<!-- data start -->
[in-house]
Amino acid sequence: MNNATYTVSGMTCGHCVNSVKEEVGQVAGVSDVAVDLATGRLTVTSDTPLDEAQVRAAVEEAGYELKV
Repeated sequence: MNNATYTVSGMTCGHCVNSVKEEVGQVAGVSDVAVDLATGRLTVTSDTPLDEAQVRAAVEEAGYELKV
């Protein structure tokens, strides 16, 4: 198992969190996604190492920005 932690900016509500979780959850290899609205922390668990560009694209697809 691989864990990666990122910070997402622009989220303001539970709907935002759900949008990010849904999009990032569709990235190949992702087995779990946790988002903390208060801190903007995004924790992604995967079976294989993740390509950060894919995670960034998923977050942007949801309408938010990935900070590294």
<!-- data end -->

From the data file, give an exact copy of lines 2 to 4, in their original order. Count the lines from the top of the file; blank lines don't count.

Amino acid sequence: MNNATYTVSGMTCGHCVNSVKEEVGQVAGVSDVAVDLATGRLTVTSDTPLDEAQVRAAVEEAGYELKV
Repeated sequence: MNNATYTVSGMTCGHCVNSVKEEVGQVAGVSDVAVDLATGRLTVTSDTPLDEAQVRAAVEEAGYELKV
């Protein structure tokens, strides 16, 4: 198992969190996604190492920005 932690900016509500979780959850290899609205922390668990560009694209697809 691989864990990666990122910070997402622009989220303001539970709907935002759900949008990010849904999009990032569709990235190949992702087995779990946790988002903390208060801190903007995004924790992604995967079976294989993740390509950060894919995670960034998923977050942007949801309408938010990935900070590294």